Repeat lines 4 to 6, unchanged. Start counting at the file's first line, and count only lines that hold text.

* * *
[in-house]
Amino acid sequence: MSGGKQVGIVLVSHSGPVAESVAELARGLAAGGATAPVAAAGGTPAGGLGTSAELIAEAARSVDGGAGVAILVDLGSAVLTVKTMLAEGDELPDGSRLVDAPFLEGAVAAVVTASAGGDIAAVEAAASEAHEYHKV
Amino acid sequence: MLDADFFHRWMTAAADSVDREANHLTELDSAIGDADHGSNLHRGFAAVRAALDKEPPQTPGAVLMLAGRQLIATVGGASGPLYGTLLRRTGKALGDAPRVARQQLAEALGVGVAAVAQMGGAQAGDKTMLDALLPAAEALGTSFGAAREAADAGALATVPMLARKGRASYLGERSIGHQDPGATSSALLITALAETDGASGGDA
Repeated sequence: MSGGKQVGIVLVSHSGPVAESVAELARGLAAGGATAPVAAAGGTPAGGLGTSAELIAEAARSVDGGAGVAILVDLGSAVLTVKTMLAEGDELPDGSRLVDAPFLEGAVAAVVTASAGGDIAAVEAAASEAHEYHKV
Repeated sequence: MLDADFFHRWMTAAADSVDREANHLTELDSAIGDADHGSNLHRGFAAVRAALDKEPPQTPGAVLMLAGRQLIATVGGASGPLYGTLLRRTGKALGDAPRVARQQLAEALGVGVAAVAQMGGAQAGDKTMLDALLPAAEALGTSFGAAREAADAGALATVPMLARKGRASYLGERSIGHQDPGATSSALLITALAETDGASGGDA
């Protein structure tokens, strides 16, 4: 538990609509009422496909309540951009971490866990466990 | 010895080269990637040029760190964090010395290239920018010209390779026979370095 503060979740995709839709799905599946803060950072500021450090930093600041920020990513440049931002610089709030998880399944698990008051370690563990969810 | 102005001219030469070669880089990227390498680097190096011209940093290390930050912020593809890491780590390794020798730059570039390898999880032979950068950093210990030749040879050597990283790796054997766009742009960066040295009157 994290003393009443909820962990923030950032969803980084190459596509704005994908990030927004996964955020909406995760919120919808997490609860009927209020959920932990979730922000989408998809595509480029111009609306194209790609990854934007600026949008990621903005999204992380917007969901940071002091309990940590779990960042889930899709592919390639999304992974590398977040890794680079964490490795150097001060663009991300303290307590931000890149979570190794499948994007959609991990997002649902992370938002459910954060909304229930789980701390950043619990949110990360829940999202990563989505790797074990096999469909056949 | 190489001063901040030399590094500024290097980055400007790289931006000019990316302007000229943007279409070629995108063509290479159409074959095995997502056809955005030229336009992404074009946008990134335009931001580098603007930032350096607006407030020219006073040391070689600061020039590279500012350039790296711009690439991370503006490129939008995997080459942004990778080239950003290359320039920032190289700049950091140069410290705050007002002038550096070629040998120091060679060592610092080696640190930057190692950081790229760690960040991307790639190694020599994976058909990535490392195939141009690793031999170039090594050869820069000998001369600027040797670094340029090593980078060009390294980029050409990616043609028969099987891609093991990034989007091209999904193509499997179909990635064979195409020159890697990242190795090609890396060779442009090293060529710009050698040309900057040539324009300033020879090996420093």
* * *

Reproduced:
Repeated sequence: MSGGKQVGIVLVSHSGPVAESVAELARGLAAGGATAPVAAAGGTPAGGLGTSAELIAEAARSVDGGAGVAILVDLGSAVLTVKTMLAEGDELPDGSRLVDAPFLEGAVAAVVTASAGGDIAAVEAAASEAHEYHKV
Repeated sequence: MLDADFFHRWMTAAADSVDREANHLTELDSAIGDADHGSNLHRGFAAVRAALDKEPPQTPGAVLMLAGRQLIATVGGASGPLYGTLLRRTGKALGDAPRVARQQLAEALGVGVAAVAQMGGAQAGDKTMLDALLPAAEALGTSFGAAREAADAGALATVPMLARKGRASYLGERSIGHQDPGATSSALLITALAETDGASGGDA
């Protein structure tokens, strides 16, 4: 538990609509009422496909309540951009971490866990466990 | 010895080269990637040029760190964090010395290239920018010209390779026979370095 503060979740995709839709799905599946803060950072500021450090930093600041920020990513440049931002610089709030998880399944698990008051370690563990969810 | 102005001219030469070669880089990227390498680097190096011209940093290390930050912020593809890491780590390794020798730059570039390898999880032979950068950093210990030749040879050597990283790796054997766009742009960066040295009157 994290003393009443909820962990923030950032969803980084190459596509704005994908990030927004996964955020909406995760919120919808997490609860009927209020959920932990979730922000989408998809595509480029111009609306194209790609990854934007600026949008990621903005999204992380917007969901940071002091309990940590779990960042889930899709592919390639999304992974590398977040890794680079964490490795150097001060663009991300303290307590931000890149979570190794499948994007959609991990997002649902992370938002459910954060909304229930789980701390950043619990949110990360829940999202990563989505790797074990096999469909056949 | 190489001063901040030399590094500024290097980055400007790289931006000019990316302007000229943007279409070629995108063509290479159409074959095995997502056809955005030229336009992404074009946008990134335009931001580098603007930032350096607006407030020219006073040391070689600061020039590279500012350039790296711009690439991370503006490129939008995997080459942004990778080239950003290359320039920032190289700049950091140069410290705050007002002038550096070629040998120091060679060592610092080696640190930057190692950081790229760690960040991307790639190694020599994976058909990535490392195939141009690793031999170039090594050869820069000998001369600027040797670094340029090593980078060009390294980029050409990616043609028969099987891609093991990034989007091209999904193509499997179909990635064979195409020159890697990242190795090609890396060779442009090293060529710009050698040309900057040539324009300033020879090996420093």